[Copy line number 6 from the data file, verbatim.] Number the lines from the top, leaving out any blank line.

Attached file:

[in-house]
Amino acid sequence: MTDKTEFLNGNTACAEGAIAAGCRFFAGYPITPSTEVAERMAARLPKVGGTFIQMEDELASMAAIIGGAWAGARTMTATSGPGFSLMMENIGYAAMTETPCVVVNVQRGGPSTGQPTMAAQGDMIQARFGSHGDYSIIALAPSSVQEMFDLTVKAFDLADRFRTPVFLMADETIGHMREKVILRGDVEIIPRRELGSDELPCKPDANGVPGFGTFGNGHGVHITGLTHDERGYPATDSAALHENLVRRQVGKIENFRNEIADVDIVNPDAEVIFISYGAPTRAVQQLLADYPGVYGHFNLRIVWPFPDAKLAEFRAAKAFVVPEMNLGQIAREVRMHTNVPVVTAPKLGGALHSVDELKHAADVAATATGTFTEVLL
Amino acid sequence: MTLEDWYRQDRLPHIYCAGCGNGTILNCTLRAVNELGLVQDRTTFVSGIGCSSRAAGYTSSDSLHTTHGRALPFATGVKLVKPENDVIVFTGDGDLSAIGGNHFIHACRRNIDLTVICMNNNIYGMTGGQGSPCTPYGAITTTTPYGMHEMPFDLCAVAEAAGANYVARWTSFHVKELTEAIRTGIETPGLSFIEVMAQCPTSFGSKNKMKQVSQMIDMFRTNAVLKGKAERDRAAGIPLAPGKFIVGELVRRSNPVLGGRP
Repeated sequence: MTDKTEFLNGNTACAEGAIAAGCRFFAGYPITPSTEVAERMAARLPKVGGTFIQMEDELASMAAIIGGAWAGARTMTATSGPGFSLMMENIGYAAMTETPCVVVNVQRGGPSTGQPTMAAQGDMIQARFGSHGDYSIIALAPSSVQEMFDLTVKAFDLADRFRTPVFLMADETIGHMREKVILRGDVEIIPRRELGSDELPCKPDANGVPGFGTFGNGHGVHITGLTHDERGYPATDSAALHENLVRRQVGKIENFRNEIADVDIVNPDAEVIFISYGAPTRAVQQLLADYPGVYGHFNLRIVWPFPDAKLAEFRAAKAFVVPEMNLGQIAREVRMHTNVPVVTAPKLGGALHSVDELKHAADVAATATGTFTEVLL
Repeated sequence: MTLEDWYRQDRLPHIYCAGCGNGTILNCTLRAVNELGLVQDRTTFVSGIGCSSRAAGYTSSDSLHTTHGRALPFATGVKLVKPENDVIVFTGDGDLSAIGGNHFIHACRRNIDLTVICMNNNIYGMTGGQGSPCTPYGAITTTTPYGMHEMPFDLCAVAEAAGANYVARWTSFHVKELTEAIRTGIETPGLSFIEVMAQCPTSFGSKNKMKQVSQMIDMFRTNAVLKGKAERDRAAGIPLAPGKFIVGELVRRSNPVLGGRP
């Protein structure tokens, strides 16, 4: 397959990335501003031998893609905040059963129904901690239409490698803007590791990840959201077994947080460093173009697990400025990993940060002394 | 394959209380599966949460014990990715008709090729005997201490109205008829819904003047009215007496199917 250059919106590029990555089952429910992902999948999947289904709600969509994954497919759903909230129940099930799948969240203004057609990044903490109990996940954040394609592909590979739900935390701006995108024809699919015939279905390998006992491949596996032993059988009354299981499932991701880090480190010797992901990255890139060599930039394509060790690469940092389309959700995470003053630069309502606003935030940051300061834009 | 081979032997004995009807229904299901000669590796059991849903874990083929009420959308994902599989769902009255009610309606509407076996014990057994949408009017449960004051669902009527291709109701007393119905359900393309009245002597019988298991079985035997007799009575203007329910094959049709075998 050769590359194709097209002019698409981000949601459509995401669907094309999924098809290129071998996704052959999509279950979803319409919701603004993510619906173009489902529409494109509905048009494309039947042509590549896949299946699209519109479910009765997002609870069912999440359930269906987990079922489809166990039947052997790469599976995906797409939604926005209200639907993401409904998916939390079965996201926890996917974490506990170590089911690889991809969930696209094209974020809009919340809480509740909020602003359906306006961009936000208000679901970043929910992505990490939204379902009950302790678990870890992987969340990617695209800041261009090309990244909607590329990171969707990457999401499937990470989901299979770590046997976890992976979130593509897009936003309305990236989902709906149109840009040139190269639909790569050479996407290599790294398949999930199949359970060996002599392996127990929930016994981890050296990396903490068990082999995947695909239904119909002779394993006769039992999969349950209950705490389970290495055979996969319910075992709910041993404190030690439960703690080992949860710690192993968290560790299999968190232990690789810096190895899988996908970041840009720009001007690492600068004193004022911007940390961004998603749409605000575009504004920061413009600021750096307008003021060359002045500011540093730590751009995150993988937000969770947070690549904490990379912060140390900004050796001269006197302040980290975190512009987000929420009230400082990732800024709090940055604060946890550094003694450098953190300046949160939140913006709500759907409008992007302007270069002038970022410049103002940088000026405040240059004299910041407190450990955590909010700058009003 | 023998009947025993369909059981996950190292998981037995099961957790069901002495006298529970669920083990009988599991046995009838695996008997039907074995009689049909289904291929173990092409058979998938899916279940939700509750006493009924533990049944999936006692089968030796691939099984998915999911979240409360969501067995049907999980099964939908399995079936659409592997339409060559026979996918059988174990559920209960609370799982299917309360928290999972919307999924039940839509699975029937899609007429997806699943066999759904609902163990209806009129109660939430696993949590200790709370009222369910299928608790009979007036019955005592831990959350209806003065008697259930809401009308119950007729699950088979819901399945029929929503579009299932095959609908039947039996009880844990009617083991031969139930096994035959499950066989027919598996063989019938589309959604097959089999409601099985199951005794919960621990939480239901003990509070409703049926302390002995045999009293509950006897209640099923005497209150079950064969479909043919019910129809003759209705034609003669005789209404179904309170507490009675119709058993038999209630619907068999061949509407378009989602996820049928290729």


């Protein structure tokens, strides 16, 4: 397959990335501003031998893609905040059963129904901690239409490698803007590791990840959201077994947080460093173009697990400025990993940060002394 | 394959209380599966949460014990990715008709090729005997201490109205008829819904003047009215007496199917 250059919106590029990555089952429910992902999948999947289904709600969509994954497919759903909230129940099930799948969240203004057609990044903490109990996940954040394609592909590979739900935390701006995108024809699919015939279905390998006992491949596996032993059988009354299981499932991701880090480190010797992901990255890139060599930039394509060790690469940092389309959700995470003053630069309502606003935030940051300061834009 | 081979032997004995009807229904299901000669590796059991849903874990083929009420959308994902599989769902009255009610309606509407076996014990057994949408009017449960004051669902009527291709109701007393119905359900393309009245002597019988298991079985035997007799009575203007329910094959049709075998 050769590359194709097209002019698409981000949601459509995401669907094309999924098809290129071998996704052959999509279950979803319409919701603004993510619906173009489902529409494109509905048009494309039947042509590549896949299946699209519109479910009765997002609870069912999440359930269906987990079922489809166990039947052997790469599976995906797409939604926005209200639907993401409904998916939390079965996201926890996917974490506990170590089911690889991809969930696209094209974020809009919340809480509740909020602003359906306006961009936000208000679901970043929910992505990490939204379902009950302790678990870890992987969340990617695209800041261009090309990244909607590329990171969707990457999401499937990470989901299979770590046997976890992976979130593509897009936003309305990236989902709906149109840009040139190269639909790569050479996407290599790294398949999930199949359970060996002599392996127990929930016994981890050296990396903490068990082999995947695909239904119909002779394993006769039992999969349950209950705490389970290495055979996969319910075992709910041993404190030690439960703690080992949860710690192993968290560790299999968190232990690789810096190895899988996908970041840009720009001007690492600068004193004022911007940390961004998603749409605000575009504004920061413009600021750096307008003021060359002045500011540093730590751009995150993988937000969770947070690549904490990379912060140390900004050796001269006197302040980290975190512009987000929420009230400082990732800024709090940055604060946890550094003694450098953190300046949160939140913006709500759907409008992007302007270069002038970022410049103002940088000026405040240059004299910041407190450990955590909010700058009003 | 023998009947025993369909059981996950190292998981037995099961957790069901002495006298529970669920083990009988599991046995009838695996008997039907074995009689049909289904291929173990092409058979998938899916279940939700509750006493009924533990049944999936006692089968030796691939099984998915999911979240409360969501067995049907999980099964939908399995079936659409592997339409060559026979996918059988174990559920209960609370799982299917309360928290999972919307999924039940839509699975029937899609007429997806699943066999759904609902163990209806009129109660939430696993949590200790709370009222369910299928608790009979007036019955005592831990959350209806003065008697259930809401009308119950007729699950088979819901399945029929929503579009299932095959609908039947039996009880844990009617083991031969139930096994035959499950066989027919598996063989019938589309959604097959089999409601099985199951005794919960621990939480239901003990509070409703049926302390002995045999009293509950006897209640099923005497209150079950064969479909043919019910129809003759209705034609003669005789209404179904309170507490009675119709058993038999209630619907068999061949509407378009989602996820049928290729």